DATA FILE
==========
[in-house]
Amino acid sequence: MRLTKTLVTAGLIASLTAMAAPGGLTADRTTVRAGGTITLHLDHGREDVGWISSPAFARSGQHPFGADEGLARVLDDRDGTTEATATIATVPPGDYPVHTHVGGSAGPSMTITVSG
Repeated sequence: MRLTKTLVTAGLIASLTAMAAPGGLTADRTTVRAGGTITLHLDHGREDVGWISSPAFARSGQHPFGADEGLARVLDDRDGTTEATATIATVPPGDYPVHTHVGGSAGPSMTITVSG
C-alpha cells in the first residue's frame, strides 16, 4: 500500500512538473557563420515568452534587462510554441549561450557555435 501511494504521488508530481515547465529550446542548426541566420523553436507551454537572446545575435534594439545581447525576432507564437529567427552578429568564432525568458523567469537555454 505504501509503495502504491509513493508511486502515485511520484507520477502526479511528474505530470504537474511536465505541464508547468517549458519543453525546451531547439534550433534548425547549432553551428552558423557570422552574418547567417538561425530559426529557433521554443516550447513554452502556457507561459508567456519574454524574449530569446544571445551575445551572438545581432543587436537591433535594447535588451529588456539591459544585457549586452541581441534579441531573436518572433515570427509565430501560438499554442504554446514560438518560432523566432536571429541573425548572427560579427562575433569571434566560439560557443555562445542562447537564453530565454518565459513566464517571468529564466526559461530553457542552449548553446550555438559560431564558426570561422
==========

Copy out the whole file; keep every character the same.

[in-house]
Amino acid sequence: MRLTKTLVTAGLIASLTAMAAPGGLTADRTTVRAGGTITLHLDHGREDVGWISSPAFARSGQHPFGADEGLARVLDDRDGTTEATATIATVPPGDYPVHTHVGGSAGPSMTITVSG
Repeated sequence: MRLTKTLVTAGLIASLTAMAAPGGLTADRTTVRAGGTITLHLDHGREDVGWISSPAFARSGQHPFGADEGLARVLDDRDGTTEATATIATVPPGDYPVHTHVGGSAGPSMTITVSG
C-alpha cells in the first residue's frame, strides 16, 4: 500500500512538473557563420515568452534587462510554441549561450557555435 501511494504521488508530481515547465529550446542548426541566420523553436507551454537572446545575435534594439545581447525576432507564437529567427552578429568564432525568458523567469537555454 505504501509503495502504491509513493508511486502515485511520484507520477502526479511528474505530470504537474511536465505541464508547468517549458519543453525546451531547439534550433534548425547549432553551428552558423557570422552574418547567417538561425530559426529557433521554443516550447513554452502556457507561459508567456519574454524574449530569446544571445551575445551572438545581432543587436537591433535594447535588451529588456539591459544585457549586452541581441534579441531573436518572433515570427509565430501560438499554442504554446514560438518560432523566432536571429541573425548572427560579427562575433569571434566560439560557443555562445542562447537564453530565454518565459513566464517571468529564466526559461530553457542552449548553446550555438559560431564558426570561422